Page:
Date of Graduation
Eberly College of Arts and Sciences
Kevin C. Daly
Cerazela Zoica Dinu
Odor detection and identification are complex processes, and tasks that currently only animals do well. There is a pressing need for an electronic nose, or eNose, with good sensitivity, selectivity, and speed that mimics that ability. Food quality control operations, environmental sensing, occupational safety, and the defense sectors all require systems that can rapidly and reliably detect trace levels of volatile organic compounds. The goal of this work is to create a biologically inspired device which can accurately detect and identify odors at concentrations consistent with the most sensitive biological systems.
In order to mimic a natural olfactory system, we replaced the biological components of the olfactory system with synthetic components. If successful, this approach would provide a basis for a computational strategy that identifies odor based on combinatorial patterns of receptor activation, so that the number of recognizable odors exceeds the number of receptors.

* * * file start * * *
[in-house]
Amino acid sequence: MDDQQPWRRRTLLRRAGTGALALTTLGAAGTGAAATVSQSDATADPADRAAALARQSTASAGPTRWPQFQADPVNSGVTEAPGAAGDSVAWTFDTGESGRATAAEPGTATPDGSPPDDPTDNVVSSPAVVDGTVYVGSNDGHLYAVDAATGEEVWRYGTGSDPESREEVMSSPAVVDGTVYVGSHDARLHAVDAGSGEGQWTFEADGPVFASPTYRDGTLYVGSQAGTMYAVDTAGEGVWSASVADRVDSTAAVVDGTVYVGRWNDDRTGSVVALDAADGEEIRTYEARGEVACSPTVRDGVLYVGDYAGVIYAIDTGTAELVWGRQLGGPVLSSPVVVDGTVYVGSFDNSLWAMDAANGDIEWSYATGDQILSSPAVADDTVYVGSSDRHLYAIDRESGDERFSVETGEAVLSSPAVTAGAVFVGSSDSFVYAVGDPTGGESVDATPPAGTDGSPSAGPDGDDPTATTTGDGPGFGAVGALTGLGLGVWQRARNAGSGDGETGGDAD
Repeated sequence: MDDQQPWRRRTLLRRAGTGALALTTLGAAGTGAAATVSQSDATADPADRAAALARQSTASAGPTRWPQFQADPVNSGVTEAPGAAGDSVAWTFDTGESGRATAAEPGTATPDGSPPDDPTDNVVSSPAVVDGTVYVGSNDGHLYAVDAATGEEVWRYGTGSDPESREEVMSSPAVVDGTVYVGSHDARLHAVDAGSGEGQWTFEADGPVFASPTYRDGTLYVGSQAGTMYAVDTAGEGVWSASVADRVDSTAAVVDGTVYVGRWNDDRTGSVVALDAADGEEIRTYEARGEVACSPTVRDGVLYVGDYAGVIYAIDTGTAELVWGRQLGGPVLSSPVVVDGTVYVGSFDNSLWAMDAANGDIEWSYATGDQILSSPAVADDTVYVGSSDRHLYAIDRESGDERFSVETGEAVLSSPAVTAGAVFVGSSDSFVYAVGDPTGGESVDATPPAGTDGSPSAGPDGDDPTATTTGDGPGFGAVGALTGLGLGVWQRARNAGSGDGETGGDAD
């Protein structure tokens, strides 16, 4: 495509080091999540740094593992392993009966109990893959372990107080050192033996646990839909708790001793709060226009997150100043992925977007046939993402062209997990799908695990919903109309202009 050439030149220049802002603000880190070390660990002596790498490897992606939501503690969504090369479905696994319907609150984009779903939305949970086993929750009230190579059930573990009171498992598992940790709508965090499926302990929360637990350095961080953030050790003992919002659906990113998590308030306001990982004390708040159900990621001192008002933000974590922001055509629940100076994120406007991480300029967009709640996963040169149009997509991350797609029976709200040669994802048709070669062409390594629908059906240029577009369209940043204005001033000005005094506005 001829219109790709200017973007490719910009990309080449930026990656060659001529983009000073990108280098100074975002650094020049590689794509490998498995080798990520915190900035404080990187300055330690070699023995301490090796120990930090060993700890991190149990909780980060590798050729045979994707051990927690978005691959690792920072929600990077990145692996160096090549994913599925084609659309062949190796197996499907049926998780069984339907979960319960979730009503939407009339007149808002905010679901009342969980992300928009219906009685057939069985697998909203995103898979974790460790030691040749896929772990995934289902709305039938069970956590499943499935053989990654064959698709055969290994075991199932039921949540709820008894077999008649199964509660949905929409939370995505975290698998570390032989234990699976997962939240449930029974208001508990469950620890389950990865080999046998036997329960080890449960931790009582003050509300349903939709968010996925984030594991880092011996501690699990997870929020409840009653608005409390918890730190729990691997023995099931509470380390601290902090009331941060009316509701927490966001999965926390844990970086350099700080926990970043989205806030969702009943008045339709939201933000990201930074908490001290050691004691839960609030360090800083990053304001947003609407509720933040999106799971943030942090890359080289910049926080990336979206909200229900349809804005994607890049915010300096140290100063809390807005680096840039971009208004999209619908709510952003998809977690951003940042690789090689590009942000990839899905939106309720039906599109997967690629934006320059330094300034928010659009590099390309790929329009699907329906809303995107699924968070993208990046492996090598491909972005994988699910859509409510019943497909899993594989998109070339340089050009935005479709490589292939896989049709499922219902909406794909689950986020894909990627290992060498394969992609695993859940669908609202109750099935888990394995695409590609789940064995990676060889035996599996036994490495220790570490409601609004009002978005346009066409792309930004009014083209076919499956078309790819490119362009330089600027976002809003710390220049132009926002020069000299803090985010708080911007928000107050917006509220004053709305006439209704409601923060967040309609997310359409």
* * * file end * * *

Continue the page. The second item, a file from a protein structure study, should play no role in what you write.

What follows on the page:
Our efforts produced an aptamer-decorated zinc oxide field effect transistor (Apta-FET) that shows great sensitivity to target compounds, but limited selectivity. We demonstrated that aptamers attached to a FET respond to targets in a concentration-dependent manner, and that this response can be measured electrically. The limited selectivity of our device highlights the need for many different kinds of aptamers within the same device, as well as the need for more advanced computational analysis of the output data. It is our hope that these hurdles will be overcome.
Aldridge, Michael D., "Aptamer Functionalized Zinc Oxide Field Effect Transistors For Odor Detection" (2019). Graduate Theses, Dissertations, and Problem Reports. 3932.